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Smart Parenting During and After Divorce: How to Set Up a Long-Term Visitation Schedule (page 2)

By — McGraw-Hill Professional
Updated on May 7, 2010

When Midweek Visits Don't Work

What can a noncustodial parent do when he does not get along with the co-parent and cannot visit the children for practical reasons during the week? One option is to seek more weekend visitation; instead of every other weekend, try three out of four weekends. Another very successful option is to split the year into ten five-week blocks instead of twelve four-week blocks. This takes a little more planning, but it can give the noncustodial parent three out of five weekends instead of two out of four weekends.

In a three-fifths weekend visitation schedule, the weeks are arranged in a five-week recurring A-B-B-A-B cycle in which A is the custodial parent and B is the visiting parent. On the first weekend of the cycle, the custodial parent has weekend visitation; on the second and third weekends the noncustodial parent has the weekend. On the fourth week, the weekend goes to the custodial parent, and on the fifth week, the weekend goes to the noncustodial parent. After the fifth week, the cycle starts again.

It is best to describe visitation in terms of a repeating cycle rather than referring to the first week of the month, the second week of the month, and so on. Months vary in the number of weeks, offering a cause for confusion and argument over "extra" weekends. Two-week repeating cycles are adequate to describe most visitation schedules. When a generic Week 1 and Week 2 are agreed to, simply mark a "1" or "2" on each Monday of a twelve-month calendar. The entire exercise takes about two minutes. Make sure that you and the co-parent have started on the same Week 1.

The Visitation Schedule I Recommend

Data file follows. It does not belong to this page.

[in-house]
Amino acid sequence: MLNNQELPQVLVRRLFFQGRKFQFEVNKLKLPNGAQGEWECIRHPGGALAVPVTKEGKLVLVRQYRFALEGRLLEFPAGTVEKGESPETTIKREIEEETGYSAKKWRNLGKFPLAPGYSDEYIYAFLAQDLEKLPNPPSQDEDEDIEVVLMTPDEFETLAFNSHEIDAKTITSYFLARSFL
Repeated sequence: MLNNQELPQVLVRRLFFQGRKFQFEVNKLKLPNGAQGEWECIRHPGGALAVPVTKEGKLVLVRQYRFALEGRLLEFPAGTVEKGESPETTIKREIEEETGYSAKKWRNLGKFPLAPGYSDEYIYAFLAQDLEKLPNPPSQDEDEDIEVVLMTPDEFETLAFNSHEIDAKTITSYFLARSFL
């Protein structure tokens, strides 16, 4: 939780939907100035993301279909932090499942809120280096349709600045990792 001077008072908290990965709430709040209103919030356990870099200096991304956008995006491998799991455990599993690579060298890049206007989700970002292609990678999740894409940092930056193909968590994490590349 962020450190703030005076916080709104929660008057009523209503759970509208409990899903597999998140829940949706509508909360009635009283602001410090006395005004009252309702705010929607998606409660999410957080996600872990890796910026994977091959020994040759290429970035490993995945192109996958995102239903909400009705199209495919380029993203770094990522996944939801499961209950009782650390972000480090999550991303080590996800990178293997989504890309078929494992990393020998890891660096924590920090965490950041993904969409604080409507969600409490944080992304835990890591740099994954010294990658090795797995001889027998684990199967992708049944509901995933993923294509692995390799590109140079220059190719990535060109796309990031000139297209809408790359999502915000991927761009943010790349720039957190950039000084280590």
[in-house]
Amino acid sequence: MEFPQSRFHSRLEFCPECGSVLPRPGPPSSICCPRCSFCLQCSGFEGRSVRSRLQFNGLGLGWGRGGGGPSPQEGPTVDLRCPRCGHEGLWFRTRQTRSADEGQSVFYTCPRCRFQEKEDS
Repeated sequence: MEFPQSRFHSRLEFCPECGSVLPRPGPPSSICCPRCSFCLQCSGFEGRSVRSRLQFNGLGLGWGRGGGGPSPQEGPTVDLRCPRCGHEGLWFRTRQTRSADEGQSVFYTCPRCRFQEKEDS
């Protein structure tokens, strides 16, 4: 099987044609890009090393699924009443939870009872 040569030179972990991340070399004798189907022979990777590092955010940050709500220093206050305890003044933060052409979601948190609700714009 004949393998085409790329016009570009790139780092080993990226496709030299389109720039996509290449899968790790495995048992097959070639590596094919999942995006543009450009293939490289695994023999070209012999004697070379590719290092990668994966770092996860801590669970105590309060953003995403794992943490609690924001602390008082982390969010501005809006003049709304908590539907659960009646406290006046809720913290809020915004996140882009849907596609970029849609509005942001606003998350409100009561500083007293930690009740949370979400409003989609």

I am partial to a particular type of shared parenting schedule that I have seen work well with both high-conflict and low-conflict divorced parents for many years. I suggest this when both parents are within a twenty-minute drive to school; when both parents are available to spend most of the allotted time with the child or children; and when the children are comfortable and happy with both parents. It is a two-week repeating schedule.

I will explain it with a notation showing how the children go from home to home with letters and symbols. The first day always represents Monday, so that the weekend can be seen as days in a row.

First, designate one parent as A and the other as B. An A in brackets ([A]) means that Parent A has the whole day with the children. A bracketed A/B ([A/B]) means the children go from Parent A to Parent B on that day.

  • Week 1 [A]-[A]-[A]-[A/B]-[B]-[B]-[B/A]. Parent A has the children on Monday, Tuesday, and Wednesday for the entire day. On Thursday, the children go from Parent A to Parent B. They are with Parent B on Thursday after school or in the evening (depending on the transition time). They are with Parent B all day Friday and Saturday, and they return to Parent A on Sunday evening.
  • Week 2 [A]-[A]-[A]-[A/B]-[B]-[B/A]-[A]. Parent A has the children from Monday to Thursday afternoon or evening, just as in Week 1. Instead of the children coming back to Parent A on Sunday, they return on Saturday morning. This is so Parent A can have weekend time with the children.